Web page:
We operate in a small auditorium (~300 seats, packed tight together) in a church basement. We do 2 shows a year, 2 performances per show. So we're looking for something inexpensive that will stand up to light use, but can be easily packed away and stored for 6 months at a time.

Small budget means the entire budget for props, theater staff, costumes for 45 kids, etc. is ~$5K. So anything we spend will require a special fundraising effort.

While I have experience working with wireless mics at previous theaters my daughter has done shows with, I've never been asked to source them before. What advice can you offer? Decent low budget brands? UHF vs higher frequencies? Pitfalls to avoid? Things to look for? Specific product recommendations? Anything you all can tell me would be appreciated.

Thanks!
Since my mics were mentioned, thought I wold reply. We specialize in situations like yours. We manufacture microphone elements (lavs, earsets, headsets) and rent wireless systems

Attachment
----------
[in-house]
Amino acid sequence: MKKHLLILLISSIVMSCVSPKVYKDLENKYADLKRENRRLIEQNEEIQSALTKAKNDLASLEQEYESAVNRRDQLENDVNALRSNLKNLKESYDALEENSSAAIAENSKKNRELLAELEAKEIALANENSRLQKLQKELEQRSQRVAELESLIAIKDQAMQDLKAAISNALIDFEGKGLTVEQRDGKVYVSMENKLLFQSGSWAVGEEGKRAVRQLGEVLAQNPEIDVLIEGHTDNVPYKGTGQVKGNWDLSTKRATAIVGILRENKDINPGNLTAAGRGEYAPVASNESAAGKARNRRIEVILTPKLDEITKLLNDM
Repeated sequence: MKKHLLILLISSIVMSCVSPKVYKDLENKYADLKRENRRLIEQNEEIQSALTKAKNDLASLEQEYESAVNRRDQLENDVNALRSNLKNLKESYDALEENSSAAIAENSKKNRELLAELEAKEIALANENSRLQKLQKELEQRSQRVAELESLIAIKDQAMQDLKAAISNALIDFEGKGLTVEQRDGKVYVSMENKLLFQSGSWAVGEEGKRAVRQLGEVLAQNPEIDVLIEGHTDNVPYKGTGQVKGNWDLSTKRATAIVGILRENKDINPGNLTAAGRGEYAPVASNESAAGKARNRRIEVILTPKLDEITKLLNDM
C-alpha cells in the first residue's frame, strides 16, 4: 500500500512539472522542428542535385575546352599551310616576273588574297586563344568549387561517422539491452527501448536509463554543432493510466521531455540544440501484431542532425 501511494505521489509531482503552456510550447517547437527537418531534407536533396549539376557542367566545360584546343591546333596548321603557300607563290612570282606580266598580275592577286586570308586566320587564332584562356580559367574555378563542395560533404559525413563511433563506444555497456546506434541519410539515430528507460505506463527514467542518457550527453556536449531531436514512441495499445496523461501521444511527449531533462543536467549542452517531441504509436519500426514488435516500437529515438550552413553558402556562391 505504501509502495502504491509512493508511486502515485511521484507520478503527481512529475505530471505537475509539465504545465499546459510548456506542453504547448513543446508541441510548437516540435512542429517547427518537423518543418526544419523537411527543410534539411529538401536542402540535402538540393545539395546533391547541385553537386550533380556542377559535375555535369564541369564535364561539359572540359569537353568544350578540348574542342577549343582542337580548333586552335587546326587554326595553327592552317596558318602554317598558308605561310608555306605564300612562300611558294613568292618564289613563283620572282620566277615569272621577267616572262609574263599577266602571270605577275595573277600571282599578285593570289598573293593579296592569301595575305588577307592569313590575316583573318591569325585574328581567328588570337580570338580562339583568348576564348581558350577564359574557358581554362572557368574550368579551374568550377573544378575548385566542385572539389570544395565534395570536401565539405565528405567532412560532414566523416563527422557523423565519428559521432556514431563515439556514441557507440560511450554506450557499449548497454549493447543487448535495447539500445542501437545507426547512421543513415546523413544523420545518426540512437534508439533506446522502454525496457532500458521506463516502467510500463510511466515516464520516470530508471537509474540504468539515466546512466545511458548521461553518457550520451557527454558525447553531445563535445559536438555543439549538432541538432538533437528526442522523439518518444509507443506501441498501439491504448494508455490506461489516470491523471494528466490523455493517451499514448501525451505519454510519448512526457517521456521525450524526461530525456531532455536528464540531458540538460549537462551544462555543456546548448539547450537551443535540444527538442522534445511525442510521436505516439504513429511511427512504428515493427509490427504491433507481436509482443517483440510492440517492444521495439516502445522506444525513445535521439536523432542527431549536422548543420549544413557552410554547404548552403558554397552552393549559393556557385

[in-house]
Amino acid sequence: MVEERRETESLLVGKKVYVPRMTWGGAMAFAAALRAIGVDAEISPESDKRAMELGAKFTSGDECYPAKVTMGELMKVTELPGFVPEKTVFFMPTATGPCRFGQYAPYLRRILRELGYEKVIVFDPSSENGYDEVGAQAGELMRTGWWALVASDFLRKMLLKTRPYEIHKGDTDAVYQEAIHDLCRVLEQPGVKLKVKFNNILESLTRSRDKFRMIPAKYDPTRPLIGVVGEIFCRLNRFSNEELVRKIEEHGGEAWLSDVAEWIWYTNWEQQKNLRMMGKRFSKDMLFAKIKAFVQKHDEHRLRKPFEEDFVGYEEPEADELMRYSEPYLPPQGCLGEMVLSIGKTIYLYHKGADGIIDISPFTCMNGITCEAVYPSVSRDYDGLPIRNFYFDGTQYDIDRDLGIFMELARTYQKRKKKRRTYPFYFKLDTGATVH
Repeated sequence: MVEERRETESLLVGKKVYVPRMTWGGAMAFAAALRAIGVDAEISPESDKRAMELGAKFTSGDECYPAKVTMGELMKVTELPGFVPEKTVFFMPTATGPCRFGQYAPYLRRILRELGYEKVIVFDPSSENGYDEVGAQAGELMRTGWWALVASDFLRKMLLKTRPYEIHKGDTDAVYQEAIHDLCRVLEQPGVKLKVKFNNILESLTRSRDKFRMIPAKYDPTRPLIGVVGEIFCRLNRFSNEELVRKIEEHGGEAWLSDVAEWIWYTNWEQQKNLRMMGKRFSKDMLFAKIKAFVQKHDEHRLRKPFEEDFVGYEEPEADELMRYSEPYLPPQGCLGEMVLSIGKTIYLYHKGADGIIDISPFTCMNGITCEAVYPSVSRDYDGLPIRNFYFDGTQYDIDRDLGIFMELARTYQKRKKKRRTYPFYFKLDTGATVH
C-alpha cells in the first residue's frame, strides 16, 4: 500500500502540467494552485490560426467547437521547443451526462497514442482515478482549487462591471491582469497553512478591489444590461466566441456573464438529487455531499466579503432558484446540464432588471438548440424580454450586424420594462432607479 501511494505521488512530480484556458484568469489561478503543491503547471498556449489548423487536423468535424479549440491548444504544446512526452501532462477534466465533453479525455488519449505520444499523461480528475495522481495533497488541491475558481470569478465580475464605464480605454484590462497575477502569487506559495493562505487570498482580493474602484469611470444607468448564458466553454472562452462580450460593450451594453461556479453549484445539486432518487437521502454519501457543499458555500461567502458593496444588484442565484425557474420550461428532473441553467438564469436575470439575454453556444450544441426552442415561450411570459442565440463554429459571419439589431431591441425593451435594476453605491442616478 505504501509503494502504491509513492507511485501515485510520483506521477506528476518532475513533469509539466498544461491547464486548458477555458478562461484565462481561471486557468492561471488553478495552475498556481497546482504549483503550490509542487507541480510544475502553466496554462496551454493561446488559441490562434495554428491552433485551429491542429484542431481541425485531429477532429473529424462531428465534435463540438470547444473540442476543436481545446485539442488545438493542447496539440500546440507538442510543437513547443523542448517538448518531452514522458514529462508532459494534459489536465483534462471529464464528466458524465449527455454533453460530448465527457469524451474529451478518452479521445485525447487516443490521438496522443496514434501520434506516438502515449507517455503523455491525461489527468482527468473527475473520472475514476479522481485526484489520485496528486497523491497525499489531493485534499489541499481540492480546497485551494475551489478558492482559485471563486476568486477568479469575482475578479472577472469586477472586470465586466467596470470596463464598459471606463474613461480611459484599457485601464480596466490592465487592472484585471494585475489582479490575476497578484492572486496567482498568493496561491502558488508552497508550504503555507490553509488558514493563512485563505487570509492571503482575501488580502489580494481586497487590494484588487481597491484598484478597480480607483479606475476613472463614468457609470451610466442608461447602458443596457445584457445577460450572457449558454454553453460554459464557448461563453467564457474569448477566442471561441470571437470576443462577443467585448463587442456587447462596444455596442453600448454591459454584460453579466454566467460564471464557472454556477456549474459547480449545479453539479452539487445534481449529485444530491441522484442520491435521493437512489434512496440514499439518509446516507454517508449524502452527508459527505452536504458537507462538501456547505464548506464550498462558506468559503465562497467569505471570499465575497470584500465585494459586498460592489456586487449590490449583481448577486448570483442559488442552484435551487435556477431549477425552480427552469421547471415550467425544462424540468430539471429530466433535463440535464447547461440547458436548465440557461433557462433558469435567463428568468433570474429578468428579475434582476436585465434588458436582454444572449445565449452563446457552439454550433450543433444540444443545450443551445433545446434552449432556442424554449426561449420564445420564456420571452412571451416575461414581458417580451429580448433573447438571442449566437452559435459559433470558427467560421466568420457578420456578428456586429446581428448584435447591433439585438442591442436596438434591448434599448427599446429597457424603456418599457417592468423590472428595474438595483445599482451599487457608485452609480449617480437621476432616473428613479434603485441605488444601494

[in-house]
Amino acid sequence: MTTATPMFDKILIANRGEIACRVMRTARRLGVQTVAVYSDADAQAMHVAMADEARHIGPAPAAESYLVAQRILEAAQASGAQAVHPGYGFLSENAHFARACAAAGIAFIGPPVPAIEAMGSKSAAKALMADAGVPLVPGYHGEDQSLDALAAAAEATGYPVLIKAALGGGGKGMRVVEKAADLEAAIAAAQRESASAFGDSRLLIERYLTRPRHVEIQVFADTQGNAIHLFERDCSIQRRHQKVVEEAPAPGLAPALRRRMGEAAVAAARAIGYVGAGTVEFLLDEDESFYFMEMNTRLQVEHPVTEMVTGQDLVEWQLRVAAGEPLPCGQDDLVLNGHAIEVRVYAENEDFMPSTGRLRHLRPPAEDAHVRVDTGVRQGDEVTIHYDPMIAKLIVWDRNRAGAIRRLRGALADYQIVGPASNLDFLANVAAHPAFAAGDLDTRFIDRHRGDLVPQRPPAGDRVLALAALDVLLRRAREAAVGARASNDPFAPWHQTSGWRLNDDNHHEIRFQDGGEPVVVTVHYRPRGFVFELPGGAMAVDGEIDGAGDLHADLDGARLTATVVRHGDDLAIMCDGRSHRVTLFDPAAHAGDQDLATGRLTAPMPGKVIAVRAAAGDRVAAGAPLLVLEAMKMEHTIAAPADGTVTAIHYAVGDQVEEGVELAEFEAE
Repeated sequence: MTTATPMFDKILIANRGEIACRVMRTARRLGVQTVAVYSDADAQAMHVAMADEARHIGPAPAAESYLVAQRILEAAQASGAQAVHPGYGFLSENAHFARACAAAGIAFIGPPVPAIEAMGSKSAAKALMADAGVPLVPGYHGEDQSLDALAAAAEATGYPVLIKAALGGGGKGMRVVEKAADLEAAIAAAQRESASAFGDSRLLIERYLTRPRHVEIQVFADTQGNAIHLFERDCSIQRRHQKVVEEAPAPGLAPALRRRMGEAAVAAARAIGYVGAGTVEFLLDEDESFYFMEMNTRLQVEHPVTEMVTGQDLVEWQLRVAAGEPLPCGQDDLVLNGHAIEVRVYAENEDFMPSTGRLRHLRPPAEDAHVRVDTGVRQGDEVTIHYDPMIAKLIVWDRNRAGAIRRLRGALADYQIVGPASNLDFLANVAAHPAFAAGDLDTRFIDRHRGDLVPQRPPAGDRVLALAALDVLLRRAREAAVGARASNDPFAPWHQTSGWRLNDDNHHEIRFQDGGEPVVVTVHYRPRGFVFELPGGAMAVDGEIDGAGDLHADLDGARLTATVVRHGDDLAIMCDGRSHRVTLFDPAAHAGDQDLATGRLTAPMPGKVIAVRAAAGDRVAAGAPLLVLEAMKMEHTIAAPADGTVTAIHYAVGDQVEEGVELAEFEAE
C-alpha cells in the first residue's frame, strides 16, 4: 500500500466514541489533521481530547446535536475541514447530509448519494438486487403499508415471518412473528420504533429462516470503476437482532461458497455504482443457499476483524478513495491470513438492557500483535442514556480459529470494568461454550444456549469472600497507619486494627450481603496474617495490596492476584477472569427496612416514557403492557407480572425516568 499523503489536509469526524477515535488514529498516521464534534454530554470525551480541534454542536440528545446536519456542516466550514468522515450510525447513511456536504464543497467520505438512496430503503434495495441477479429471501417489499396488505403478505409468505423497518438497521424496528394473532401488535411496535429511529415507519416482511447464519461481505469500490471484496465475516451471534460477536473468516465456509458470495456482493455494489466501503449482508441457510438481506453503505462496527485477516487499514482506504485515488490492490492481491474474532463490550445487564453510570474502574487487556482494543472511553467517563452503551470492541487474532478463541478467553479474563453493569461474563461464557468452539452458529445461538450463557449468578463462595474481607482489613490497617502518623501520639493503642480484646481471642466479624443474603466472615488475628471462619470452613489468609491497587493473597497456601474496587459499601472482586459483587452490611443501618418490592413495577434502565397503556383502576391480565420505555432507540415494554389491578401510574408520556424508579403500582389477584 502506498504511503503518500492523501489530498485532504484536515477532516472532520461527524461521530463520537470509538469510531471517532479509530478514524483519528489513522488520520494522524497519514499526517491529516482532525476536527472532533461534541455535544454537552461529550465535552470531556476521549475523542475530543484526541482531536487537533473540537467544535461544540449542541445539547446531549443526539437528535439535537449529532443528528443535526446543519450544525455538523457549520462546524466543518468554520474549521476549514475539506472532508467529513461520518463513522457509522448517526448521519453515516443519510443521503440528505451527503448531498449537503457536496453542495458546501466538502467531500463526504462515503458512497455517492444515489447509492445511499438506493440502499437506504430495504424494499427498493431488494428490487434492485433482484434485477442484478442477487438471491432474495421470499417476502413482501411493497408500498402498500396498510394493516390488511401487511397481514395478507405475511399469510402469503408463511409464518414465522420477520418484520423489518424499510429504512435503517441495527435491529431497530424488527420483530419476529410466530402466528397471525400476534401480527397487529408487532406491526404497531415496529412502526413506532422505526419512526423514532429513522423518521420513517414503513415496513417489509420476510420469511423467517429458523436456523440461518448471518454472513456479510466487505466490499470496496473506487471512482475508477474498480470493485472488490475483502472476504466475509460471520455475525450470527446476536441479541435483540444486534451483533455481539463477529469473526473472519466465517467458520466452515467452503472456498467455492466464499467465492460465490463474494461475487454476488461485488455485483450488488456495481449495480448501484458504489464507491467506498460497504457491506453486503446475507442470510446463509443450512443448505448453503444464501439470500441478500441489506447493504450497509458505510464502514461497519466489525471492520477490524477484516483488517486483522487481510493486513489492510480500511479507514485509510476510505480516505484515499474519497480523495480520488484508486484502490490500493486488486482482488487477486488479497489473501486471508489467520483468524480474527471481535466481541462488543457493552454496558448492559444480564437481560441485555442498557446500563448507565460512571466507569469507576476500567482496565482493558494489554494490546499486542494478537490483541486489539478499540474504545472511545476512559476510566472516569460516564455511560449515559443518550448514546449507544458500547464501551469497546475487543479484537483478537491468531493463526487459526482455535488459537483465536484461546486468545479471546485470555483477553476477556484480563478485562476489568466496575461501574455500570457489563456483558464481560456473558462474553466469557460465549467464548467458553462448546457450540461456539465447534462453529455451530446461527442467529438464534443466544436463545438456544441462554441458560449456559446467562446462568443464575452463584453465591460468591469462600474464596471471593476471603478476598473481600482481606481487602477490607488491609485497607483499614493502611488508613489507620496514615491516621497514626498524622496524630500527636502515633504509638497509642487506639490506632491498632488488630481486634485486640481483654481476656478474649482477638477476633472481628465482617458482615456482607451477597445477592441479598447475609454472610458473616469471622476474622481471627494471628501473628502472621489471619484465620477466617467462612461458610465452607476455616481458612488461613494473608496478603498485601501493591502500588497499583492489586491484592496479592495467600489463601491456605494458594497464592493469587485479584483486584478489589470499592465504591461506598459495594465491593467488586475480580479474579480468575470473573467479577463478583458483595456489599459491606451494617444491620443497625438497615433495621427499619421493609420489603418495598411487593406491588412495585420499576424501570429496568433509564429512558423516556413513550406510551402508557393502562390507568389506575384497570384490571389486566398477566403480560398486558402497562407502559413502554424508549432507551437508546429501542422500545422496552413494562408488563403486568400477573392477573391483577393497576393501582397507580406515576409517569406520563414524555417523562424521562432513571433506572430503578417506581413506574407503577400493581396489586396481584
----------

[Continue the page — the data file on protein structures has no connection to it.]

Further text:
While in theory I agree with most of the replies - I love my QLXD and ULXD systems, there is a polace for alternatives that don't break the bank and don't fail readily. To that end we have just released our own Wireless Systems - CA.81 - 1u box with 8 receivers, true diversity, balance XR outs, two available bands covering 480-580MHz, and we have had upto 4 systems wrking in non major metro areas with 26 channels playing nice at all times. We have had this unit in rental (both our own and some dealers around the US and Canaada for almost 2 years to test the durability of our design and as of Jan 1 we have made then available for sale - $2000 list for 8 channels - SLX audio and RF performance.

We also have some of the lowest rental prices available and we rent nationally - free shipping too.